Wednesday, April 24, 2013

T is for Transformational Character Arc


I'm thanking my fellow blogger, randi, over at The Emotional Process of Writing a Novel, for inspiring this blog post. She had mentioned the transformational character arc in one of her comments on a blog post, and I was immediately struck and wanted to share this post and one of my favorite character arcs.










From Dictionary.com
trans•for•ma•tion  [trans-fer-mey-shuhn]

Noun

1. the act or process of transforming.
2. the state of being transformed.
3. change in form, appearance, nature, or character.


In the physical sense, when you watch one of those shows where they take a homely looking, frumpy person and transform them into a more attractive version of themselves, you get an idea of what transformation is. You can visually see it.

An ice cube is solid. Apply a process of heating the ice, and it is transformed into liquid form. It's still the same element, only in a different state of being. In a character arc, this transformation is internal, so how do you show this?

In a physical transformation, you have a start, a process, and a product. Why can't we just use this as a model for our character transformation?

  1. We start with a basic concept of self, outlook on life, attitude, etc.
  2. The character is pushed through a process in the course of the story.
  3. We reveal a newer concept of self, outlook on life, attitude, etc.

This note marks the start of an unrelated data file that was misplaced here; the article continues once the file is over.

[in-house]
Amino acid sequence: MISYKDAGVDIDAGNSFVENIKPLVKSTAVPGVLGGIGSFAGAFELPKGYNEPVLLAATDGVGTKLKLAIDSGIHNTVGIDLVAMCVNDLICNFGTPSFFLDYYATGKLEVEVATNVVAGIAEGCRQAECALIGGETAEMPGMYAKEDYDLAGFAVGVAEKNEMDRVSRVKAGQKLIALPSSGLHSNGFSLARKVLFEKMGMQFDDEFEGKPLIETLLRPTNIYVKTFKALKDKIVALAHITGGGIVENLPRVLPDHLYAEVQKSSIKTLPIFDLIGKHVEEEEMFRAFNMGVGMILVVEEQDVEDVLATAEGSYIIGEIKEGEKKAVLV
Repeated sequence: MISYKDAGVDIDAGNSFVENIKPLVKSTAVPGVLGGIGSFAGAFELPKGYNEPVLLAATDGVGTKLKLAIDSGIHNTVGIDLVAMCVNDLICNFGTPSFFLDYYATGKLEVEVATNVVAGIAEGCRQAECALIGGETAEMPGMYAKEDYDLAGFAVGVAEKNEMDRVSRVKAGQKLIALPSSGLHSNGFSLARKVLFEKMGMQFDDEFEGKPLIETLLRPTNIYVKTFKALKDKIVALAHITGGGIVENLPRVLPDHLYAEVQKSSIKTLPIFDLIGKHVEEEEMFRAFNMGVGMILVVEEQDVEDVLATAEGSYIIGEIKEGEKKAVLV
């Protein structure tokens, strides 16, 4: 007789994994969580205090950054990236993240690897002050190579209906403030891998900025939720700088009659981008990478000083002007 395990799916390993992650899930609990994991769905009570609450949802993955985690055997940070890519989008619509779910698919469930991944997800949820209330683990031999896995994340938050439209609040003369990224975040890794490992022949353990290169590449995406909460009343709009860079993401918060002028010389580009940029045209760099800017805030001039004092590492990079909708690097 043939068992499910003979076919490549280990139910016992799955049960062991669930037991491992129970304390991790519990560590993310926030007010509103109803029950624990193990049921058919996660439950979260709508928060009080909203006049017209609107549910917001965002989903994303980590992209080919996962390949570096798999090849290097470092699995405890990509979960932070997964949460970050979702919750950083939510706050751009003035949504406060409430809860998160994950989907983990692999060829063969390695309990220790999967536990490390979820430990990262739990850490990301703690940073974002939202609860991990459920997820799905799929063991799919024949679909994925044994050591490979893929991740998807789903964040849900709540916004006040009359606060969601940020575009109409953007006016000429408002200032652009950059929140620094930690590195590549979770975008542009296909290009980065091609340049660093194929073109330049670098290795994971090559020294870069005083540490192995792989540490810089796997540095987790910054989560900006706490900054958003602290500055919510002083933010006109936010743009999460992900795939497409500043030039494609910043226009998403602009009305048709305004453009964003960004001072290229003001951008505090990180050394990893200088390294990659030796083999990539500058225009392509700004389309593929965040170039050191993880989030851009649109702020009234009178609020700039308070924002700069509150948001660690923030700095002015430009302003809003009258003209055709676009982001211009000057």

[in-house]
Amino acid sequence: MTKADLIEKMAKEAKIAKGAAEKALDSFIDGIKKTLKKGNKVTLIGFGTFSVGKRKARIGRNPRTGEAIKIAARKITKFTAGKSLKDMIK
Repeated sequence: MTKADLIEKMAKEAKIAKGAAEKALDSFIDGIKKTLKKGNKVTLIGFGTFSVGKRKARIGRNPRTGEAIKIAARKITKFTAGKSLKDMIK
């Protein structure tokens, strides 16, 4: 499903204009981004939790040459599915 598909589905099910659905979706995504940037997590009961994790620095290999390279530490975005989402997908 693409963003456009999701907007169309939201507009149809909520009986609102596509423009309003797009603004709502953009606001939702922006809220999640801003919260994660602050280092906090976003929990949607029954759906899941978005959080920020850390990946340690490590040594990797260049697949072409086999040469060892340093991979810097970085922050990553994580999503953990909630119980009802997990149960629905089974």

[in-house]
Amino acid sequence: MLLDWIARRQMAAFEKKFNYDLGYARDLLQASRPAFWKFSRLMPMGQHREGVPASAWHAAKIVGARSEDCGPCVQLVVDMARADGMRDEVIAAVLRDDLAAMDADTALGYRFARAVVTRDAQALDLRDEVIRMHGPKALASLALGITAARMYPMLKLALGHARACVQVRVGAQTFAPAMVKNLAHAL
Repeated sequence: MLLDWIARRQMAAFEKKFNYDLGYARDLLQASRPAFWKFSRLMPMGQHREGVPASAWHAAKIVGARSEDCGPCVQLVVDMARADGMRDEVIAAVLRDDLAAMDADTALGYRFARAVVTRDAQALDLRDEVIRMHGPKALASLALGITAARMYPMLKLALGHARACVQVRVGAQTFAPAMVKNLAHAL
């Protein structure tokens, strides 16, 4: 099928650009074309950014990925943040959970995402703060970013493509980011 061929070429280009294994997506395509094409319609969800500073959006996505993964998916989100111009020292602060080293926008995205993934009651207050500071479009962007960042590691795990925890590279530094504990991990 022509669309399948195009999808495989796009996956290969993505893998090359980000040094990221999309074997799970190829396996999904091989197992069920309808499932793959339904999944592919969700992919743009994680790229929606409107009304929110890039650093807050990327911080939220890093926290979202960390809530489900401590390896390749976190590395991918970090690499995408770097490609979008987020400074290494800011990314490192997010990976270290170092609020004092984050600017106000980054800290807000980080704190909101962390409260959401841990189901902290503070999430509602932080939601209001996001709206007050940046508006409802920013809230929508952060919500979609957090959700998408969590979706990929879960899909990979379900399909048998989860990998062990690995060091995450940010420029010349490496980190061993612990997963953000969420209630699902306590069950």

1. My character hates men and thinks they're all sexist pigs. 
  2. She is pushed through a process where a man treats her exceptionally different.
  3. She has developed a deeper respect for her fellow man.

  1. My character rebels against an institution which discriminates against his people.
  2. He infiltrates the organization and is pushed through a process and becomes enlightened about the real internal workings of the organization.
  3. He helps to cultivate a new culture in the organization, which can now help his people more effectively.


No matter how complex the story, there are these basic steps in transformation. We can apply it to the transformational character arc. These are generic, but to me, it seems simple. As long as the model exists, the story can be anything, and your character arc will be complete.

Are there other examples of character arcs using this model that you can think of? My favorite was Maverick in Top Gun.



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